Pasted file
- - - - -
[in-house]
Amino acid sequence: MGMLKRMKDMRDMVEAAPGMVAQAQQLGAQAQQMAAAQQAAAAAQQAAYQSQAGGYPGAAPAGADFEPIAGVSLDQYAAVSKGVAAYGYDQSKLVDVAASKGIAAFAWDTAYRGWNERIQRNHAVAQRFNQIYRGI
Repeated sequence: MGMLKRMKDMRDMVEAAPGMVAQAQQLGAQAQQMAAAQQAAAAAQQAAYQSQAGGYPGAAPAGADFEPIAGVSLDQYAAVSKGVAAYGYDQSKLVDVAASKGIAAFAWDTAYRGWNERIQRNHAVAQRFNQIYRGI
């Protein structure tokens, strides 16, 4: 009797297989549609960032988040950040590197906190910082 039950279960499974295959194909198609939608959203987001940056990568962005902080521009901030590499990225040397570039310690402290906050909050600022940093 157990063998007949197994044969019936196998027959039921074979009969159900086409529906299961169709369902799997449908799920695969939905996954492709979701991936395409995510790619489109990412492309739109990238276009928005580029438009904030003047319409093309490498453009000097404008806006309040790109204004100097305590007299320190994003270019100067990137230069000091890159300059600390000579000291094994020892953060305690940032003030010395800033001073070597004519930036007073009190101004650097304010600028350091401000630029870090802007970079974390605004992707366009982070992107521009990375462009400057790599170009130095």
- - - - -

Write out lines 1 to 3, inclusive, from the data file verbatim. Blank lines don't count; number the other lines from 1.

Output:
[in-house]
Amino acid sequence: MGMLKRMKDMRDMVEAAPGMVAQAQQLGAQAQQMAAAQQAAAAAQQAAYQSQAGGYPGAAPAGADFEPIAGVSLDQYAAVSKGVAAYGYDQSKLVDVAASKGIAAFAWDTAYRGWNERIQRNHAVAQRFNQIYRGI
Repeated sequence: MGMLKRMKDMRDMVEAAPGMVAQAQQLGAQAQQMAAAQQAAAAAQQAAYQSQAGGYPGAAPAGADFEPIAGVSLDQYAAVSKGVAAYGYDQSKLVDVAASKGIAAFAWDTAYRGWNERIQRNHAVAQRFNQIYRGI